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How do we study living brains? - John Borghi and Elizabeth Waters


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As far as we know, there’s only one thing in our solar system sophisticated enough to study itself: the human brain. But this self-investigation is challenging because a living brain is shielded by skull, swaddled in tissue, and made up of billions of tiny cells. How do we study living brains without harming their owners? Elizabeth Waters and John Borghi explain how EEGs, fMRIs, and PETs work.

Additional Resources for you to Explore

Curious about what these techniques look like in practice? These articles provide some insight.

How do the techniques described in this video fit in with others used in the field in neuroscience? This article describes how these techniques fit together with those employed by researchers who study animal models.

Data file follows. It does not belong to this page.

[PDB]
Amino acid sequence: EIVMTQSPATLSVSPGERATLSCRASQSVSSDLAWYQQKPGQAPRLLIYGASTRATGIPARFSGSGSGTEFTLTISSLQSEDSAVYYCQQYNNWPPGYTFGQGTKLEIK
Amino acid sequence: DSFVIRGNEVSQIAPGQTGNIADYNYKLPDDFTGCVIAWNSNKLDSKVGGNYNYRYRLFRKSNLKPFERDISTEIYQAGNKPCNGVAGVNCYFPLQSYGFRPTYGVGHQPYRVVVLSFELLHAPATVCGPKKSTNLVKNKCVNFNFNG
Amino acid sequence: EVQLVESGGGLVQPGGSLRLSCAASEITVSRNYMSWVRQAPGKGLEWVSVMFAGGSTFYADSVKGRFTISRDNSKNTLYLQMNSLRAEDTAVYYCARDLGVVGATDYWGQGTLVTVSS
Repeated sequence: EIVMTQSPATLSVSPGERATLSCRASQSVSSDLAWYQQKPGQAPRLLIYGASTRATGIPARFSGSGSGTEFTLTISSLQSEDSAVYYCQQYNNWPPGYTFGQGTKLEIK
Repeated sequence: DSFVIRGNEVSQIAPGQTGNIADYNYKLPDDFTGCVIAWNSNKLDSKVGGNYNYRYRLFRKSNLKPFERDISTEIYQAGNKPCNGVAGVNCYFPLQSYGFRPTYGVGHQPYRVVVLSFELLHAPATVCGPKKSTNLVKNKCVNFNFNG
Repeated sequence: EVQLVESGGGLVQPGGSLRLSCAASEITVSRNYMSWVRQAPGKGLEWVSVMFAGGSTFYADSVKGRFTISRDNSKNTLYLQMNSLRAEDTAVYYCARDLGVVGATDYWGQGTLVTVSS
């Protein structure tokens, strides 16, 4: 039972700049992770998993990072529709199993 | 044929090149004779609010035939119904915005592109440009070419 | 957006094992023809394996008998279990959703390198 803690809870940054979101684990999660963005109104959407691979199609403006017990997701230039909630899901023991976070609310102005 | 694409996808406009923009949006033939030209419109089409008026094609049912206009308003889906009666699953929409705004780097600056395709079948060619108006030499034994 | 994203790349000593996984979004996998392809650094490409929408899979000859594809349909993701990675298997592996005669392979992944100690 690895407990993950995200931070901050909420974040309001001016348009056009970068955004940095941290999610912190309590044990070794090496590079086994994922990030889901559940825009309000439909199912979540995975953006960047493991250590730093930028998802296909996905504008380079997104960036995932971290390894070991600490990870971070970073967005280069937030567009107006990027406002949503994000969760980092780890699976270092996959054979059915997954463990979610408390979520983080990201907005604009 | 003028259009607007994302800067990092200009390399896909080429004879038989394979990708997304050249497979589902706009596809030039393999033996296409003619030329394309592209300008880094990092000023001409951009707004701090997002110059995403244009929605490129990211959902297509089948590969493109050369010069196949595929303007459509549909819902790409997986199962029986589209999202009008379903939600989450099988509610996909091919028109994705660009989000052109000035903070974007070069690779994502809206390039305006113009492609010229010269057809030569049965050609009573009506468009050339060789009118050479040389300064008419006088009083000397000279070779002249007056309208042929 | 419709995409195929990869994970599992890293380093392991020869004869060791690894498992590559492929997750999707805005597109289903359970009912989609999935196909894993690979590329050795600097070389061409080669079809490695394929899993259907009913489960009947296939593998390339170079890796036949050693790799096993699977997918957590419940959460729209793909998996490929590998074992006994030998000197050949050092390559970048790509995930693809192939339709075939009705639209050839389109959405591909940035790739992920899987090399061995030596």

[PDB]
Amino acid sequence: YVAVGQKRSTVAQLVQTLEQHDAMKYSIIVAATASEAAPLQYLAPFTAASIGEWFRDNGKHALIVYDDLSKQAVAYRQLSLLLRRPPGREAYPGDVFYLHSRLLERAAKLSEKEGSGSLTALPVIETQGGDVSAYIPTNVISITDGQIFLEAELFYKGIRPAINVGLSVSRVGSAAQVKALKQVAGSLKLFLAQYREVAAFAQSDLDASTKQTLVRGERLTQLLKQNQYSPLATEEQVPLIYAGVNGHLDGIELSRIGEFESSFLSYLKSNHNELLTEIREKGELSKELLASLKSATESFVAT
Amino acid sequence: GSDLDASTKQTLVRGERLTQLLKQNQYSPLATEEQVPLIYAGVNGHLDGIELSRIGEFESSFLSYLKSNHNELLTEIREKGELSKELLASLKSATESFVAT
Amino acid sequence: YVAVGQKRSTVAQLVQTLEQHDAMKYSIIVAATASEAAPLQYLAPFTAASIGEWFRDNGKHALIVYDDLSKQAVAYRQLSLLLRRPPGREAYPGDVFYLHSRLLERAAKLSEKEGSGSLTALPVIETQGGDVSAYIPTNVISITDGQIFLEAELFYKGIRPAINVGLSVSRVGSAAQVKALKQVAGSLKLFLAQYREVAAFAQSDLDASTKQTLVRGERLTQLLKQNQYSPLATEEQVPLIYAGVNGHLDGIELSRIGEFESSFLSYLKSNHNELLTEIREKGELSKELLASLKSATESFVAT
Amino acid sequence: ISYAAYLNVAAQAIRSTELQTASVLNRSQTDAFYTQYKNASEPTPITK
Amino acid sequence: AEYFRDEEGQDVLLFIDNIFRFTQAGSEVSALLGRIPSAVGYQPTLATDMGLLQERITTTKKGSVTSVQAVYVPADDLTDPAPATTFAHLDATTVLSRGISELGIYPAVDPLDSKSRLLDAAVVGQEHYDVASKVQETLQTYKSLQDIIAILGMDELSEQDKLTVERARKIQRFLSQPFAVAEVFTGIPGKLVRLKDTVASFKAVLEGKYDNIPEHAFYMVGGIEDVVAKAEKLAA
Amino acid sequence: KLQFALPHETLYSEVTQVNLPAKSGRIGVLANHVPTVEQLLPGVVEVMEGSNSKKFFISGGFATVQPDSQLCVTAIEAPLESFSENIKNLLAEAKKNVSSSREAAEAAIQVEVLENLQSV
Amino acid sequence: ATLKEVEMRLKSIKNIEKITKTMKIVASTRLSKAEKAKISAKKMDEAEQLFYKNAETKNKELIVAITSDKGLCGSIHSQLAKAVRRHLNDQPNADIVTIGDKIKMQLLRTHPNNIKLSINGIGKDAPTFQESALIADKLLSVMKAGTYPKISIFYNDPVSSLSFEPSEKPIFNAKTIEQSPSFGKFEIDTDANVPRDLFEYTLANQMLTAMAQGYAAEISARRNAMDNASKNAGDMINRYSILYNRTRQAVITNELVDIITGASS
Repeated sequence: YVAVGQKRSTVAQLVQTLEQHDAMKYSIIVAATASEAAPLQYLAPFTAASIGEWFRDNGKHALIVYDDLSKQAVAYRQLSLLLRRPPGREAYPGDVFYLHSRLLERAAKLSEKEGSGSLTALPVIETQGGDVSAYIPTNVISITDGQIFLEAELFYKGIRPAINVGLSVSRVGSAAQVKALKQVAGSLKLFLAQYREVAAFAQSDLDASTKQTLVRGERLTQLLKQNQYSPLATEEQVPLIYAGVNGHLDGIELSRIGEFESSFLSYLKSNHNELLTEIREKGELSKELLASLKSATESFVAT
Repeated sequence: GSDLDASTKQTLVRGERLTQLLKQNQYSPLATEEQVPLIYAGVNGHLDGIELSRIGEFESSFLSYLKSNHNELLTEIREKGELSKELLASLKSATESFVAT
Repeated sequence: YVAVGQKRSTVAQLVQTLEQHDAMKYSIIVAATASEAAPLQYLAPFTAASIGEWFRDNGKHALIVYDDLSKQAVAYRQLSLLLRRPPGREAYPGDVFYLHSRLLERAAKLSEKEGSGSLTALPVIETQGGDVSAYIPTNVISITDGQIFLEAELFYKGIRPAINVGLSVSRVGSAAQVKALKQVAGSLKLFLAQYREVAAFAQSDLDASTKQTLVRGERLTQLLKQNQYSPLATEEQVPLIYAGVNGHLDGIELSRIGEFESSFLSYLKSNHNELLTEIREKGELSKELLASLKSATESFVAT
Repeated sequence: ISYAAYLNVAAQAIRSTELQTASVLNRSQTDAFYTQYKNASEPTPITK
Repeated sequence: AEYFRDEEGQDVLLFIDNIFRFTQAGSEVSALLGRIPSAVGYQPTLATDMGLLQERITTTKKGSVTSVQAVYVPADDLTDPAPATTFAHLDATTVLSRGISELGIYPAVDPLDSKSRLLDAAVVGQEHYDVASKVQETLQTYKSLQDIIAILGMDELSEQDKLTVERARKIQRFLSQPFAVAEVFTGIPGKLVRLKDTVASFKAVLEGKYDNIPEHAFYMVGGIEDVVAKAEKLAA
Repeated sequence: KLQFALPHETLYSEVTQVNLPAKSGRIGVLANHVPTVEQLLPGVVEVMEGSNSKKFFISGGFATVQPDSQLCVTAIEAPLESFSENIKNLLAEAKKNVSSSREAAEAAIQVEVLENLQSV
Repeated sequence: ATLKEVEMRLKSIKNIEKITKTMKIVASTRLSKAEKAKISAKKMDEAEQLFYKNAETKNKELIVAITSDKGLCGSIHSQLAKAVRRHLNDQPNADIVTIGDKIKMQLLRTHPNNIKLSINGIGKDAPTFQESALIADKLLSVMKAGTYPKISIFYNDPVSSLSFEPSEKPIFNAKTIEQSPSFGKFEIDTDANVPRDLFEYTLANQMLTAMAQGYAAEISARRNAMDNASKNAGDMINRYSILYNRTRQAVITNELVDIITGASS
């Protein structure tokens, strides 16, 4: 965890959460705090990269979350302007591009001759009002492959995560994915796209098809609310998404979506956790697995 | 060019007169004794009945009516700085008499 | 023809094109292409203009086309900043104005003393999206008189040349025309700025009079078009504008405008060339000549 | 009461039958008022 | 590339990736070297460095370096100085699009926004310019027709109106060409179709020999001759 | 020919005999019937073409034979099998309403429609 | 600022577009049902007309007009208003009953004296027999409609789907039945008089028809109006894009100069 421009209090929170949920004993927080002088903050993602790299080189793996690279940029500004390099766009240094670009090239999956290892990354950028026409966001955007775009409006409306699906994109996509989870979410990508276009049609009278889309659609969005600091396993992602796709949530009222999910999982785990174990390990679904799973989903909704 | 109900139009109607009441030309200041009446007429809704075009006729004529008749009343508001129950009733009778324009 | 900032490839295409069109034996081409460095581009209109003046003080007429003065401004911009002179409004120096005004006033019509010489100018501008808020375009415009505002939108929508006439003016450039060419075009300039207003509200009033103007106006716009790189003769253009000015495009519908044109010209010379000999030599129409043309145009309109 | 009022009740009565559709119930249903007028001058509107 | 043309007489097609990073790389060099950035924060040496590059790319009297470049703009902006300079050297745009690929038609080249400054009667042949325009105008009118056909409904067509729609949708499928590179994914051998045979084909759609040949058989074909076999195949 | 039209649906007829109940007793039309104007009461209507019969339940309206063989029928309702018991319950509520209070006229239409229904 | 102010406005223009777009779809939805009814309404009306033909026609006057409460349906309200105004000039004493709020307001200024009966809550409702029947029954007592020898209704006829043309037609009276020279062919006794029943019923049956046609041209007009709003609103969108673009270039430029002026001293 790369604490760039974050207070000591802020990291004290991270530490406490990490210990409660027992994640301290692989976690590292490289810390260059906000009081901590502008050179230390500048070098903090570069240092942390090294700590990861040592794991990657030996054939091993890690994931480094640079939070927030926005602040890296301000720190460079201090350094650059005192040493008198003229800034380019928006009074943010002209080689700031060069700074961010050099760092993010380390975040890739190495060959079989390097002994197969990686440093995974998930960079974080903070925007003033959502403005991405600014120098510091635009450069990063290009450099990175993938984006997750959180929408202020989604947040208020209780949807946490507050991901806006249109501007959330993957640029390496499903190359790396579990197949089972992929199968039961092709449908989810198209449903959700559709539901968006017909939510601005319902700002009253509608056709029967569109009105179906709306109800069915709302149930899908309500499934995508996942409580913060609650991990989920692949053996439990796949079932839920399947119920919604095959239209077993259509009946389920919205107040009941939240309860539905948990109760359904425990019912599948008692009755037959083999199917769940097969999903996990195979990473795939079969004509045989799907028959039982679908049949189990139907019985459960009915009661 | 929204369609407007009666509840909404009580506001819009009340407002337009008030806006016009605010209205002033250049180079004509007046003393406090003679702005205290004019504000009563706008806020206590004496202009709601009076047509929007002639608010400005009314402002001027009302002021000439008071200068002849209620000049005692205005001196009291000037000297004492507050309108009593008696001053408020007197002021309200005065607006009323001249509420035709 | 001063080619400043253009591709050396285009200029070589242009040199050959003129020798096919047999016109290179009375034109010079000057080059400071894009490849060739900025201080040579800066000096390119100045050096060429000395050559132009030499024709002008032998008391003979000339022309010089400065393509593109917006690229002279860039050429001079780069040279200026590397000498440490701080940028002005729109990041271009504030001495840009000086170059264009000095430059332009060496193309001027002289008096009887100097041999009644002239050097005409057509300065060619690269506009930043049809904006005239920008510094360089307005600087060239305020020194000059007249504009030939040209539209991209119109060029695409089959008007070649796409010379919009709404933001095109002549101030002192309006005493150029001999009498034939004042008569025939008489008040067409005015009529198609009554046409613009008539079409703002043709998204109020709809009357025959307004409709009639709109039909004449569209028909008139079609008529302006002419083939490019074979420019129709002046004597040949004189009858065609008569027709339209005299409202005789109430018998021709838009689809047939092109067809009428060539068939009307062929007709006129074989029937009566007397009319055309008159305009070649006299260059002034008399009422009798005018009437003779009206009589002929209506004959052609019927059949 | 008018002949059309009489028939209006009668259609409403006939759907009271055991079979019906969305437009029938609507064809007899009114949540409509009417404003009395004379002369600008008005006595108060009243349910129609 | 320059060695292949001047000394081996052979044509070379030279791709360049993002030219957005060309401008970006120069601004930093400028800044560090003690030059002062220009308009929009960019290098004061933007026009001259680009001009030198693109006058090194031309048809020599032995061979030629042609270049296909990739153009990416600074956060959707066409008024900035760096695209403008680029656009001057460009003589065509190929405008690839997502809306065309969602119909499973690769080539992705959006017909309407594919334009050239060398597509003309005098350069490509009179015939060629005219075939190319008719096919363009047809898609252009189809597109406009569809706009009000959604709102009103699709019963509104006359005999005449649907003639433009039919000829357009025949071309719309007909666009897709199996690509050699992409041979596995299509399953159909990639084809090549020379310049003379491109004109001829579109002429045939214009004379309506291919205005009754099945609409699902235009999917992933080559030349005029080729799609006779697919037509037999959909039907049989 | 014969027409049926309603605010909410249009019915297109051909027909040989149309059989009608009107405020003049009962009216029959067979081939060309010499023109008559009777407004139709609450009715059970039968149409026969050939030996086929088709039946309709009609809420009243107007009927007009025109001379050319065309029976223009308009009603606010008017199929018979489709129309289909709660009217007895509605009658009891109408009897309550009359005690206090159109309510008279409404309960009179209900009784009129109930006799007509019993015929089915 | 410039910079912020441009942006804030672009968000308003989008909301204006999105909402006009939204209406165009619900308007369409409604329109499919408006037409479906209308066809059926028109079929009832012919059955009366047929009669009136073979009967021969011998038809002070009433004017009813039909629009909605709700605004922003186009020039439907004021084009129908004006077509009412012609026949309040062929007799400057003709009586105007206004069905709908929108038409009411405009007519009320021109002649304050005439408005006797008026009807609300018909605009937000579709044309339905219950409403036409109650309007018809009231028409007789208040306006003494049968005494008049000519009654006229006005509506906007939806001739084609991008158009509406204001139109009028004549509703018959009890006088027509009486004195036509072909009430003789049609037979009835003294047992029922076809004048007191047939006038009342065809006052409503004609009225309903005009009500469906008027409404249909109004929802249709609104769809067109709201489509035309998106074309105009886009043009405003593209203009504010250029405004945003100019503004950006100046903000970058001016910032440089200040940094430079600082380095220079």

As described in the article above, the spatial resolution of the PET is actually quite similar to that of fMRI. What makes PET more precise is the number of different tracers that can be used to look at brain activity in different ways.

You might have heard that there has been a lot of discussion about the validity of results of fMRI experiments recently. Here is a well-researched article that dives into the main issues.

Neuroimaging techniques have allowed scientists to debunk many myths about the brain. Check out this TED-ED video and this one.

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TED-Ed Animations feature the words and ideas of educators brought to life by professional animators. Are you an educator or animator interested in creating a TED-Ed Animation? Nominate yourself here »

Meet The Creators

  • Educator John Borghi, Elizabeth Waters
  • Director Joash Berkeley
  • Script Editor Eleanor Nelsen
  • Senior Animator Joash Berkeley
  • Animator Eli Guillou, Leonardo G. Franchi, Jonas Elsgaard
  • Designer Joash Berkeley
  • Music Qbsound Studio
  • Associate Producer Bethany Cutmore-Scott, Elizabeth Cox
  • Content Producer Gerta Xhelo
  • Editorial Producer Alex Rosenthal
  • Narrator Susan Zimmerman
  • Fact-Checker Francisco Diez

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